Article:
In the second of his blogs on the theme Stand Together, Dr Martin Stern MBE, a survivor of the Holocaust, discusses the true meaning of Standing Together in past and present times.
Dr Martin Stern MBE at the Holocaust Memorial Day Trust Youth Conference, 2017.
‘Stand Together’. This year‘s Holocaust Memorial Day Trust theme in the UK is one most people endorse. But in every country where mass persecution and mass murder has happened a few stood with targeted individuals and the majority did not. Most were ‘bystanders’ and a minority perpetrators. Would Britain have been so different if Nazi invasion plans had succeeded? We know the answer. In the Nazi-occupied Channel Islands people acted much like people in nearby Nazi-occupied countries. Human beings are human beings.
David Aaronovitch, in The Times on the first of January, wrote thought-provokingly on how ‘We can never be sure we’d be the good guys’. He is right.
The Holocaust was initiated and led by the country of the Viennese waltz and the country of Beethoven. Both considered themselves the leading countries of civilisation and culture. Both descended to ultimate evil. They perverted modernity. They shattered the conviction that the progress of which they and we were so proud will of itself produce a better world.
After the Holocaust a Jewish lawyer, Rafael Lemkin, sacrificed everything to get the crime of genocide proscribed in international law. He had tried before the Holocaust but now the nations were willing to listen and at least pretend to act, to an extent. This was progress though peoples all over the world have bitter reason to regret its inadequacy. So a Jew, propelled by the tragedy of Jews, got a law created intended to protect all peoples, not only Jews. He stood together with all human groups, not just his own.
Jews have been extraordinarily prominent among researchers investigating why genocides happen and why individuals take part. Not just against Jews but against any human group. Application of this knowledge lags behind but for sure knowledge is a better base for progress than ignorance. In the aftermath of horrific violations of medical principles under Nazism, Jews have been leaders in advancing medical ethics for everyone.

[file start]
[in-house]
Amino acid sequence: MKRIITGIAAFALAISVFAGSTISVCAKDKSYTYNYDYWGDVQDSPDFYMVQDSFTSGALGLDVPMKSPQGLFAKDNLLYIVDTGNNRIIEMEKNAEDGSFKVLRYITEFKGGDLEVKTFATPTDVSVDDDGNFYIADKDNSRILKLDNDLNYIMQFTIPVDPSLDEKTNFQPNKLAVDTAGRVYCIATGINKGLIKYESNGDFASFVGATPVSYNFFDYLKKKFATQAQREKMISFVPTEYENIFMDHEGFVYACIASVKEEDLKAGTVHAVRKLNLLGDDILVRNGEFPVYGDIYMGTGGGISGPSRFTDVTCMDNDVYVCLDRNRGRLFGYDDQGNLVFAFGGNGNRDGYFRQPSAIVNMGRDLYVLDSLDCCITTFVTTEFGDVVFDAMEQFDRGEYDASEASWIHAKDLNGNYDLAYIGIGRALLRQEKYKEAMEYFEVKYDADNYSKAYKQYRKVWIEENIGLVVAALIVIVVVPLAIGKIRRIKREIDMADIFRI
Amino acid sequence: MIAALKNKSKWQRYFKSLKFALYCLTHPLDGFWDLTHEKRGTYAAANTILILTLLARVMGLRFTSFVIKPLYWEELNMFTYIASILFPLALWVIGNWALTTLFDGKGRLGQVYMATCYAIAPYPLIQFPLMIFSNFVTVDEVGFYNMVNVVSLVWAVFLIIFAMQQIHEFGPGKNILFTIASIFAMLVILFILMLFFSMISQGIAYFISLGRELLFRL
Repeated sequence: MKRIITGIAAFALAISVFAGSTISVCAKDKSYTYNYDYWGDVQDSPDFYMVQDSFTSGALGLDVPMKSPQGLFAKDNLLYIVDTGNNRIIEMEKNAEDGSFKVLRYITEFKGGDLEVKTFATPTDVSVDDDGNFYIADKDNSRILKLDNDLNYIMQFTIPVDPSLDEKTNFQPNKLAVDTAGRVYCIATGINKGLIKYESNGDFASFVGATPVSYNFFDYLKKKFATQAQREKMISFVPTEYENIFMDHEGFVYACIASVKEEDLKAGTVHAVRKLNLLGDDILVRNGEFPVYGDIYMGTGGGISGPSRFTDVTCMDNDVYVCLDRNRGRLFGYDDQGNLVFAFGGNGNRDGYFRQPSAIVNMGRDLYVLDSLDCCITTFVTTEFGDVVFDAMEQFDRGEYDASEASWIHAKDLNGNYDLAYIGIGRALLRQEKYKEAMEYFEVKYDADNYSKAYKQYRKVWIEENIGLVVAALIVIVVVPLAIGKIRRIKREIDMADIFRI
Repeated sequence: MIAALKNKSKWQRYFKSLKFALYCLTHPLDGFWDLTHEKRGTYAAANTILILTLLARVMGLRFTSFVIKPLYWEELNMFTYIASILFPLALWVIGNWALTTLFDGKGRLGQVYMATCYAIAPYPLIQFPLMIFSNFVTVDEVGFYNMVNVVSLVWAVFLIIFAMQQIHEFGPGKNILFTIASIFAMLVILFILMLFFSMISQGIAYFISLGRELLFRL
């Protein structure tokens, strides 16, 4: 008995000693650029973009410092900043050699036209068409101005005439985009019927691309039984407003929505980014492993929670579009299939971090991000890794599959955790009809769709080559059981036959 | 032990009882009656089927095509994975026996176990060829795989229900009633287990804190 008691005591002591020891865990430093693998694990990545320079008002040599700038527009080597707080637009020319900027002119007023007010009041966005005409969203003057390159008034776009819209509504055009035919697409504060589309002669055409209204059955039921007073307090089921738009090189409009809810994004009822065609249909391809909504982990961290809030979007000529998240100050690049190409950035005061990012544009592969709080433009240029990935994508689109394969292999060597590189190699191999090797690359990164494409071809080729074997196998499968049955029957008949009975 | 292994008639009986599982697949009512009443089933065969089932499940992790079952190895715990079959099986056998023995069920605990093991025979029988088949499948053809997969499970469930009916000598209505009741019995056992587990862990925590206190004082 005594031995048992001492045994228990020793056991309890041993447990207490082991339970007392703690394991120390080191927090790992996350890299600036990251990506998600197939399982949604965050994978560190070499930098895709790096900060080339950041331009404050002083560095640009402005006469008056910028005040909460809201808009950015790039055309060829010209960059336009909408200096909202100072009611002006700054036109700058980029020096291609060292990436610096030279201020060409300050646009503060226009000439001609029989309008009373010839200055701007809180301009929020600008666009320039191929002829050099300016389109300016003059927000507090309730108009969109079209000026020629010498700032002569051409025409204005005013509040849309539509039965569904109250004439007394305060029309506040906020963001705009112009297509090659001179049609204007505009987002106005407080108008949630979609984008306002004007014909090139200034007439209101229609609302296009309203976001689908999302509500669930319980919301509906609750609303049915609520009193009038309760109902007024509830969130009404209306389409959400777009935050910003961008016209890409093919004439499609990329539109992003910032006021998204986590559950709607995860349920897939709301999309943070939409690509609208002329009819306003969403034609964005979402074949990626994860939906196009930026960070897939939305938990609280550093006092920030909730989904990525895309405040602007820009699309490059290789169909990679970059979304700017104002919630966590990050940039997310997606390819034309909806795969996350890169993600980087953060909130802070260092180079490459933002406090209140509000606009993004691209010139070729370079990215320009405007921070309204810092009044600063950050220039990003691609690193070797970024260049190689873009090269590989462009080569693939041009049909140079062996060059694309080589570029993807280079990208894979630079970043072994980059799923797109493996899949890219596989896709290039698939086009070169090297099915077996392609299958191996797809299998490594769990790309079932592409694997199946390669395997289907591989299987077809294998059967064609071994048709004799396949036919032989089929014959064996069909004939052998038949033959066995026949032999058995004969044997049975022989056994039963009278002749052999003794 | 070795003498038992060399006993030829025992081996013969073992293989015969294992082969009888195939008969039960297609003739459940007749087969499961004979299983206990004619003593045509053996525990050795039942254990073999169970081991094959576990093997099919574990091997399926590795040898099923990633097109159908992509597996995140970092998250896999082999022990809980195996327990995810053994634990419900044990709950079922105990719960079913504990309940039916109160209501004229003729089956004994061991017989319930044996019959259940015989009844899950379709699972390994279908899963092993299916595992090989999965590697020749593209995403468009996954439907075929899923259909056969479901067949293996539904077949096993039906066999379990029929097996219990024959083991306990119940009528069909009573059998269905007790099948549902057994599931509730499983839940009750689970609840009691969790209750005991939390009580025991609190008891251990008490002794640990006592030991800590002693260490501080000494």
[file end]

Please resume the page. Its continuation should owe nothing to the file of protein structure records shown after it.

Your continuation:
Standing with victims is harder than we imagine in peaceful times. In Poland someone found hiding a Jew was liable to be shot on the spot. Even in the Netherlands where one’s death was far less likely, though not unknown, circumstances could be very frightening for non-Jews too and it behoves us to be more understanding of those who chose to keep their heads down, keep their job, and in the process, allow the Nazi occupiers to milk the Dutch economy. Augmenting one’s earnings by being a Jew-hunter is of course another matter.
Does telling people to ‘stand together’ make a difference? On its own, I’d be surprised. But if it is part of a much wider education on how to live peacefully with others who differ, it is surely much better than teaching schoolkids that people of another human group are inferior.
Despite horrors which continue, mankind has become less murderous and less violent over time. This has to be due to changing culture and education. The Holocaust Memorial Day Trust is dedicated to that education.
Read the first of Martin Stern's Stand Together blogs, in which he describes how people risked their lives to Stand Together with him and his family during the Holocaust.
The HMDT blog highlights topics relevant to our work in Holocaust and genocide education and commemoration. We hear from a variety of guest contributors who provide a range of personal perspectives on issues relevant to them, including those who have experienced state-sponsored persecution and genocide. The views expressed are those of the author and do not necessarily represent the views of HMDT.